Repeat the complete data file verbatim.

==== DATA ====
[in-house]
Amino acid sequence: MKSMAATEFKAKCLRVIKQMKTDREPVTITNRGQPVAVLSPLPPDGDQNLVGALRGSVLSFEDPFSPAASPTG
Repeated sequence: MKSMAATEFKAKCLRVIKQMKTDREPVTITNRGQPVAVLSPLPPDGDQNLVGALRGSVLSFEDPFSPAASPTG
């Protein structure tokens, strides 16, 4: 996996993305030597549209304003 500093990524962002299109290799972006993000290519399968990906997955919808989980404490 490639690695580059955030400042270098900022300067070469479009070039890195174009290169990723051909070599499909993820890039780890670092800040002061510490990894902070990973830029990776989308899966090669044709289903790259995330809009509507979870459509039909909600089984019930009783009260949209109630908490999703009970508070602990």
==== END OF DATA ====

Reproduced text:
[in-house]
Amino acid sequence: MKSMAATEFKAKCLRVIKQMKTDREPVTITNRGQPVAVLSPLPPDGDQNLVGALRGSVLSFEDPFSPAASPTG
Repeated sequence: MKSMAATEFKAKCLRVIKQMKTDREPVTITNRGQPVAVLSPLPPDGDQNLVGALRGSVLSFEDPFSPAASPTG
């Protein structure tokens, strides 16, 4: 996996993305030597549209304003 500093990524962002299109290799972006993000290519399968990906997955919808989980404490 490639690695580059955030400042270098900022300067070469479009070039890195174009290169990723051909070599499909993820890039780890670092800040002061510490990894902070990973830029990776989308899966090669044709289903790259995330809009509507979870459509039909909600089984019930009783009260949209109630908490999703009970508070602990």